Planning to redo your kitchen and dining area? As you think about colour and pattern, also consider how you can mix textures in your home.
All surfaces have texture be they matt or shiny, coarse or fine, rough or smooth. If you are thinking of working with just one colour group it is particularly important to introduce different textures. Neutrals are very popular at the moment as they are so easy to live with and coordinate with other colours so well, but they can be rather dull unless different surface finishes are introduced.
Different types of floor coverings are a good way of introducing textures into your home. A unifying theme in terms of colour will help link rooms ain close proximity to one another, but why not have a change of texture? A different feel underfoot can add interest and atmosphere!
Wooden flooring gives a clean and yet homely feel due to its warmth. Colourful rugs will help to minimise the inevitable ‘bare’ feeling that comes with wooden floors.
TIP: Modern laminates that are made to look just like the real thing can work particularly well in kitchens, as they are more resistant to spillage or leakage from washing machines and dishwashers etc. However, it is always advisable to keep excessive amount of water away from wooden surfaces to avoid their absorbing the moisture and distorting.
Laminate flooring in your kitchen is very practical for handling small spills and wear and tear. It is also an ideal material to complement the colours of your furniture and fittings
Sisal, jute and their derivatives create a natural feel but do bear in mind that they lack the degree of comfort you get with a woollen carpet. A deep piled woollen carpet will always feel luxurious underfoot and make a room feel cosy. Ceramic, quarry tiles and terracotta have their uses, and are cool to the feet – ideal for tropical climates. However, they chip easily so take care when choosing these hard surfaces for areas with a lot of traffic or where you require a degree of comfort.
Look at the texture of fabrics you are going to use as well as their appeal in terms of colour or pattern. A luscious silk, a thick velvet, a flimsy voile, a chunky woollen knit, a coarse linen, a shiny chintz – the list is endless when it comes to choice.
TIP: Try to mix and match by obtaining swatches of all your fabrics prior to purchase and team them together to make sure you like the overall effect.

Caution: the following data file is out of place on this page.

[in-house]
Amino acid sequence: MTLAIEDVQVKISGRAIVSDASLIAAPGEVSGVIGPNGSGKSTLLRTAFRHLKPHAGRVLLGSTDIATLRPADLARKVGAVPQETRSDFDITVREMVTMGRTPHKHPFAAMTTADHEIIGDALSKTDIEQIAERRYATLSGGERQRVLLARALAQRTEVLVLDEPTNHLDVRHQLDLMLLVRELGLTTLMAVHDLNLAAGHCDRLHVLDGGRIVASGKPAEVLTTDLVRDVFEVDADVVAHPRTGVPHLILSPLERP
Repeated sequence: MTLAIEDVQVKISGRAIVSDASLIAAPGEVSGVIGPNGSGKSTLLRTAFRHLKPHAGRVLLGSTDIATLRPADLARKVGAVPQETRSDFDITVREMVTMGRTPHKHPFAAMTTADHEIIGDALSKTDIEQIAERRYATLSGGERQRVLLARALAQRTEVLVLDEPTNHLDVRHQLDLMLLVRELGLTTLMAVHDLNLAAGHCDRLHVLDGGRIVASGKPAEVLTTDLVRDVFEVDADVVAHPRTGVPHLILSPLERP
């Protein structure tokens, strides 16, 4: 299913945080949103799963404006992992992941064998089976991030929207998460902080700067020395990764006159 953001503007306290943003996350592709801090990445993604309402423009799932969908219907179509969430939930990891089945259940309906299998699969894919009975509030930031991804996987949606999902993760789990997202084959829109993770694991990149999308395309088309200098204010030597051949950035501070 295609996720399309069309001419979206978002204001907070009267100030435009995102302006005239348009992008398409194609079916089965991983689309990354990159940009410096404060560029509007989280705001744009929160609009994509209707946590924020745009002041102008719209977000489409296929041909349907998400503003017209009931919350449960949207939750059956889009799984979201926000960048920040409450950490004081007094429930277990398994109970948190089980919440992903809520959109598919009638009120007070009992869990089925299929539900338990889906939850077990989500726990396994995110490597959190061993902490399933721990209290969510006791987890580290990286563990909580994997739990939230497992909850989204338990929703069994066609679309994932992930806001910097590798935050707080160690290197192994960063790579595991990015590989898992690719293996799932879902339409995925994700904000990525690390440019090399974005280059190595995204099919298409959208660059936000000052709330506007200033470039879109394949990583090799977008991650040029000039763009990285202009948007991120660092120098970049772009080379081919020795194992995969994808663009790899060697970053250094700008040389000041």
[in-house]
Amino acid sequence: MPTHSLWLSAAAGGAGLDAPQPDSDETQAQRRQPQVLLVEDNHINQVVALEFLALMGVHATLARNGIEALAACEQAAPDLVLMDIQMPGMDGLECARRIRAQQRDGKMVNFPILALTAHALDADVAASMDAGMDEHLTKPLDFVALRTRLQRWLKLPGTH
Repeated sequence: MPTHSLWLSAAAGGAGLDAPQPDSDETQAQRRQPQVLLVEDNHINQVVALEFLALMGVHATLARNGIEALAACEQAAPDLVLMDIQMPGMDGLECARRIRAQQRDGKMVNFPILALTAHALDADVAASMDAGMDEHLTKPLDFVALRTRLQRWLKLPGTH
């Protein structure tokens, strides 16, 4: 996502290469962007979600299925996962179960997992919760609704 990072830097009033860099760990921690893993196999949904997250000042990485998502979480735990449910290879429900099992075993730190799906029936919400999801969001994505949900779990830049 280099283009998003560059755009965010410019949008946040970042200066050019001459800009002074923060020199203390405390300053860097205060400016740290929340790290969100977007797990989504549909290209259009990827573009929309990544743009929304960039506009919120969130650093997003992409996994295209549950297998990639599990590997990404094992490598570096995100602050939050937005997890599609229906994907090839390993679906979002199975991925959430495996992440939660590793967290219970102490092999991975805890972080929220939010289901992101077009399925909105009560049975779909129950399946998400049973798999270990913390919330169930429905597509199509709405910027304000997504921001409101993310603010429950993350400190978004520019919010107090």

You may also want to introduce some interesting trimmings, no matter how small, to provide that finishing touch. If you stick to just one type of fabric, you will miss out on the individuality that comes with using different textures.
Strong colours of fabrics and carpets can be placed against a cream wall toning down the overall scheme and accentuating the depth of colour.
Plain fabrics with depth of colour would be more difficult to work with. For example, small and large checked fabrics are from different fabric ranges and have totally different textures. Bear in mind that different textures in a room always provide additional interest.
If you have no alternative but to use a lot of pattern in fabrics or floor coverings, then try to stick to a plain background in terms of the wall covering, or perhaps use a plain sofa as a backdrop if you have a lot of different patterned cushions.
TIP: If you choose a bold design either on a fabric or a wall covering, then tone down the scheme by using some plain weaves as well. Plain fabrics are always a good backdrop for both contemporary and traditional pieces.
When working with patterns, you should always choose them together. If you are nervous about using large prints or weaves, but still want to use pattern, then go for something with a much smaller pattern repeat. Certainly, placing a very large print on a sofa can be a mistake particularly if the pattern is designed to be used one way up. When you turn your cushions to distribute the wear, that pattern will be upside down! A check, stripe or small self-pattern is a better bet.